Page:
President Biden issued Executive Order (“EO”) 14017 titled “America’s Supply Chains” on February 24, 2021, ordering 100-day and 1-year reviews of certain critical supply chains. On June 8, 2021, a final report was published, officially marking the end of the 100-day reviews under EO 14017. The reviews assessed risks posed to the following critical supply chains:
- Semiconductor manufacturing and advanced packaging
- High-capacity batteries, including electric vehicle batteries
- Critical minerals, including rare earth elements
- Pharmaceuticals and active pharmaceutical ingredients
The White House’s final report covers a range of topics and includes many domestic manufacturing initiatives. Though some of the topics are clearly from a strategic, long-term outlook on the future of U.S. trade, such as securing “an end-to-end domestic supply chain for advanced batteries” and building supply chain “resilience,” the report also included more specific policy recommendations which can be taken in the near term. For example, the fact sheet for the report stated that the Federal Acquisition Regulatory Council plans to issue a proposed rule to “develop a new process for preferencing critical products that are in manufactured products or component parts, under the Buy American Act.”
Additionally, the U.S. Department of Commerce will evaluate whether to initiate an investigation into imports of neodymium (NdFeB) magnets under Section 232 of the Trade Expansion Act of 1962. If initiated, a Section 232 investigation could result in the imposition of national security tariffs on imports of neodymium magnets into the United States. These rare earth magnets are important components in smartphones, motors, and other devices, and are almost exclusively sourced from China.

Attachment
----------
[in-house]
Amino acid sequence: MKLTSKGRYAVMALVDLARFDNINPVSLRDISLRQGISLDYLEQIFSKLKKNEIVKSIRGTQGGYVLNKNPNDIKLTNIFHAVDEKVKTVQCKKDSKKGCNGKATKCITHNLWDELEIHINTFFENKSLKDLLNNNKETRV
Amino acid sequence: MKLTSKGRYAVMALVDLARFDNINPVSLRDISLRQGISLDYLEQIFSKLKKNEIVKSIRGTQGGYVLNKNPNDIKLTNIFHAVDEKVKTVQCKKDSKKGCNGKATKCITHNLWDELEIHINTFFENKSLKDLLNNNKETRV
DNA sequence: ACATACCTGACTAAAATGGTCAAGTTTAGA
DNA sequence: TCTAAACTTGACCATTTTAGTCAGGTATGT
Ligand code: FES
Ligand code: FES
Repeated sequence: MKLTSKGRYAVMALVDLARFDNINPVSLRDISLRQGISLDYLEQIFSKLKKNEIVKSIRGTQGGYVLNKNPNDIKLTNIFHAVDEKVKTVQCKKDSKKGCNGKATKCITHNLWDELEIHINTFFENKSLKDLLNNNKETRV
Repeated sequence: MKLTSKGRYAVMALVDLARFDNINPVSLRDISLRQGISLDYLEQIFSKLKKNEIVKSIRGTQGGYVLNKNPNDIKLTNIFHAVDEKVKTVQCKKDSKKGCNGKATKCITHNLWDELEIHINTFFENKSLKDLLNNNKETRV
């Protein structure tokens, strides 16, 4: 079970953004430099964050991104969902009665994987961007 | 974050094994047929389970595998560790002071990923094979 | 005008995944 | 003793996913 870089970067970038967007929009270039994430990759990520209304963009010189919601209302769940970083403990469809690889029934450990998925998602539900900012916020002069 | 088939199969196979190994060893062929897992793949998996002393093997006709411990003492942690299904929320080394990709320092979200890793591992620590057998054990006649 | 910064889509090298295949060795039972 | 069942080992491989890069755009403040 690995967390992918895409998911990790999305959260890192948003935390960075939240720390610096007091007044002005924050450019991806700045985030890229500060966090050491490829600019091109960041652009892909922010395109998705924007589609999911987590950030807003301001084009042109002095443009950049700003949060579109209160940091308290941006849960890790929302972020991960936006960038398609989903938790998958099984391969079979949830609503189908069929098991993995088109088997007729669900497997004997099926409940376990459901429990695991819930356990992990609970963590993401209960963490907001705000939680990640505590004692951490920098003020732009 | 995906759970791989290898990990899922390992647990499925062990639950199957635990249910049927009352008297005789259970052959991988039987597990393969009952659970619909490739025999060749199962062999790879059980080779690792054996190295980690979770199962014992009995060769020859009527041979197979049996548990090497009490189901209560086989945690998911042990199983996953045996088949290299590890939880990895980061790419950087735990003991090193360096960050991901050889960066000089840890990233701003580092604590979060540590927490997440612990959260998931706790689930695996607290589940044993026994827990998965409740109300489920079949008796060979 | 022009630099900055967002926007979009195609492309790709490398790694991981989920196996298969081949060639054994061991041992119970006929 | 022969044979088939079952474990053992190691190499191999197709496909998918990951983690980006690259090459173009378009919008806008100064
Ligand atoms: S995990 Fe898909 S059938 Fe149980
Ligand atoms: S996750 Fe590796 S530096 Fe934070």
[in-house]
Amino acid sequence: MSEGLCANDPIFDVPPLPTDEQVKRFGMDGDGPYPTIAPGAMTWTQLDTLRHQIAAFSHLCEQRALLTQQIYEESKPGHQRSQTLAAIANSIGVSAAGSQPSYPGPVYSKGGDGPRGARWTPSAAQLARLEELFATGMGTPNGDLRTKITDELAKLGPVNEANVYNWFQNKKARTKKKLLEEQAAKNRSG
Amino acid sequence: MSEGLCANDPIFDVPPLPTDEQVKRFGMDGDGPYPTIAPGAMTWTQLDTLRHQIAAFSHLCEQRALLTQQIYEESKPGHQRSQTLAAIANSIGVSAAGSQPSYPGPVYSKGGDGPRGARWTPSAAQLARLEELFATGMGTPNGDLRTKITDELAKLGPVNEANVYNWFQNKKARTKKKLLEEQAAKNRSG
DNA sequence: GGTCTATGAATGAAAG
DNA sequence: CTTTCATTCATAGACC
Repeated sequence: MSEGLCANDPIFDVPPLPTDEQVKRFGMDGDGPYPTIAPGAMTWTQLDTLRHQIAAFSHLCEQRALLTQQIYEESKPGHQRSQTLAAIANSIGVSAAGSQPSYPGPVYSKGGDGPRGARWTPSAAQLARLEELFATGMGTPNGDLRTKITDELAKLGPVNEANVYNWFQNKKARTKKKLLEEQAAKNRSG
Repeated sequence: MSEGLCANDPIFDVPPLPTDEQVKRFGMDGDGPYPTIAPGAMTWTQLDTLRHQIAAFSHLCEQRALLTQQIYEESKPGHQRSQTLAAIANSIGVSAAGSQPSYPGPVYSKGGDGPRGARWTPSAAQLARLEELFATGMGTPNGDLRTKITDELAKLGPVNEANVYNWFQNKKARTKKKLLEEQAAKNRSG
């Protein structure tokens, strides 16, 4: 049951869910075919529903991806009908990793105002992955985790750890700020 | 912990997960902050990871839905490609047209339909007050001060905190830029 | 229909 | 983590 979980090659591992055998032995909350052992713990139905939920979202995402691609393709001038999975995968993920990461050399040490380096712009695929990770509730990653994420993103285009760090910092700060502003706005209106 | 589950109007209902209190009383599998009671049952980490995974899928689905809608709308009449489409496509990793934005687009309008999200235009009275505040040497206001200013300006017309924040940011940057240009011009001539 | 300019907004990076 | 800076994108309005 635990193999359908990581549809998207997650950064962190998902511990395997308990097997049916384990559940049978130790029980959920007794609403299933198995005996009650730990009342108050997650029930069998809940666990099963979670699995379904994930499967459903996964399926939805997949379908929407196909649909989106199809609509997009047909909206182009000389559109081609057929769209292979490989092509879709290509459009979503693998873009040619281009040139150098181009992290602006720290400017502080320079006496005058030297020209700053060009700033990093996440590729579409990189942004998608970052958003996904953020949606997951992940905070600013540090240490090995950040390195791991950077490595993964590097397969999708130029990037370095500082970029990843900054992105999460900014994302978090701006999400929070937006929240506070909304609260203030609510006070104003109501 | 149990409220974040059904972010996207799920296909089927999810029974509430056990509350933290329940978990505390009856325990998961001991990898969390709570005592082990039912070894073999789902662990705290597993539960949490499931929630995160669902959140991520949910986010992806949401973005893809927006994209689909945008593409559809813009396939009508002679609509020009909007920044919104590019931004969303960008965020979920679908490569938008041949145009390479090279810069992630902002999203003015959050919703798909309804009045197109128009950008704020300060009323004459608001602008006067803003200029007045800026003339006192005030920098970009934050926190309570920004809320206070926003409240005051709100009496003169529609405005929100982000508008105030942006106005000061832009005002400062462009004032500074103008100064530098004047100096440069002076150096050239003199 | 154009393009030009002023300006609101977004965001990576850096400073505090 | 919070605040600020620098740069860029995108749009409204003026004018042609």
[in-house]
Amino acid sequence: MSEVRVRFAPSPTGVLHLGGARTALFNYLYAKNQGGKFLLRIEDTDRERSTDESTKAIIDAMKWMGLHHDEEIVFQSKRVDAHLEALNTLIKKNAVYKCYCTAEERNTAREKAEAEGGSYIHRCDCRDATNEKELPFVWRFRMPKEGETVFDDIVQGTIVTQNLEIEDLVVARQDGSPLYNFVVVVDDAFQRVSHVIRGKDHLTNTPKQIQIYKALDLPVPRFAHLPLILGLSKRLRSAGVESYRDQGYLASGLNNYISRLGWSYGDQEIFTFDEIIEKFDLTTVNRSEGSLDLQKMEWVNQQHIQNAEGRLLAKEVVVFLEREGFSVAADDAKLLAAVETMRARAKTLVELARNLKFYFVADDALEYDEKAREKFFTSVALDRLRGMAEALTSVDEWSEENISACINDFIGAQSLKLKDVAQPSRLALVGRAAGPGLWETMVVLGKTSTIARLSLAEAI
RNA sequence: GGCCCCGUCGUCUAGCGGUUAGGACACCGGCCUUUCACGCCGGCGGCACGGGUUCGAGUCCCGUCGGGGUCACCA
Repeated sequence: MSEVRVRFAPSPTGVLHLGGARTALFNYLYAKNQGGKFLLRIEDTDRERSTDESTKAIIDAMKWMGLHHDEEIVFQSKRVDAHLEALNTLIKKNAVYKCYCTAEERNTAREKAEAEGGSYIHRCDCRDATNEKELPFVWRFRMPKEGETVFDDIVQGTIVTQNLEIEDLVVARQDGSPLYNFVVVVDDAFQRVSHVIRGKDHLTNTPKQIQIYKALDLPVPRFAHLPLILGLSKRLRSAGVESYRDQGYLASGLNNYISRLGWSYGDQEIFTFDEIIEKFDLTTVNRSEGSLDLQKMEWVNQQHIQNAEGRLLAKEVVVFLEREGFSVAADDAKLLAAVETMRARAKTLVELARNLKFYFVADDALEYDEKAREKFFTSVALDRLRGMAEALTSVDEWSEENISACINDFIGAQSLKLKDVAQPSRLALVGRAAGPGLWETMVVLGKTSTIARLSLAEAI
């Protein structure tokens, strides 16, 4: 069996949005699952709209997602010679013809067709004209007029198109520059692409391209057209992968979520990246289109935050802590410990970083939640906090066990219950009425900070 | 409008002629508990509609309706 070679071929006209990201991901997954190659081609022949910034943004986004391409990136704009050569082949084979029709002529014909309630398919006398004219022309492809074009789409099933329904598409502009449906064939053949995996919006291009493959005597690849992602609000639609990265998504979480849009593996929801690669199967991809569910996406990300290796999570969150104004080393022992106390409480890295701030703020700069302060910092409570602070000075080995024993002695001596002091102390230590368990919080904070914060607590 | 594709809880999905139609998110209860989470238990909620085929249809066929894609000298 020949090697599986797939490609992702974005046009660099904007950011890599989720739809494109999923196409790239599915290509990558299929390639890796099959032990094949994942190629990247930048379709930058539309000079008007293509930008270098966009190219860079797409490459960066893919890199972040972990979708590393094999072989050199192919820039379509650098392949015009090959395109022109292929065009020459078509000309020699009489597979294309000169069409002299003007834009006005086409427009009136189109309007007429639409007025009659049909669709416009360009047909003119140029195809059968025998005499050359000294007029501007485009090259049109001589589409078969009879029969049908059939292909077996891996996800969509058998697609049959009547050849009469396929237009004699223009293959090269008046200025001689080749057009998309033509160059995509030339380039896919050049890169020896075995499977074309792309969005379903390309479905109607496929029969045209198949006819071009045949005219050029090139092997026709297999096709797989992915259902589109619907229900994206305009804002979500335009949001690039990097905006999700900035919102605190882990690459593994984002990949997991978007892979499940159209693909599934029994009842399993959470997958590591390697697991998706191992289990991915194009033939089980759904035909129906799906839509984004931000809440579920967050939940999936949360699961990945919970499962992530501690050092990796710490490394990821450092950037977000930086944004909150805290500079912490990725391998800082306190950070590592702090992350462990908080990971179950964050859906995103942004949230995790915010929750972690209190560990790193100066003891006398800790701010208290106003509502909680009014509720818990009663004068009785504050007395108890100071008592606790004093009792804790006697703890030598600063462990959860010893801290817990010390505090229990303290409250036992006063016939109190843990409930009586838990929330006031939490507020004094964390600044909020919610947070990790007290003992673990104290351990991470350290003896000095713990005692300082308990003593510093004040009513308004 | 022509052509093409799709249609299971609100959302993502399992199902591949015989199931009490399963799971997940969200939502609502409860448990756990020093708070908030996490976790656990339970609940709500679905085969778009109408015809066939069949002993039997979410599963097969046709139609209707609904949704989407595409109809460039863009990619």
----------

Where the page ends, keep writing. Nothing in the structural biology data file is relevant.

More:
Other initiatives in the final report include the U.S. Department of Agriculture’s plans to spend more than $4 billion on “Build Back Better initiatives” to intervene in food supply chains “to provide improved access to nutritious food, address racial equity and justice as well as climate change, make markets fair and competitive, provide ongoing support for producers and workers, and create greater resilience in the food supply chain.” The U.S. Trade Representative will also establish a “trade strike force” to propose enforcements actions, both unilateral and multilateral, against unfair foreign trade practices.
Husch Blackwell continues to monitor the situation and will provide updates as they occur. Should you have any questions or concerns, please contact our International Trade & Supply Chain team.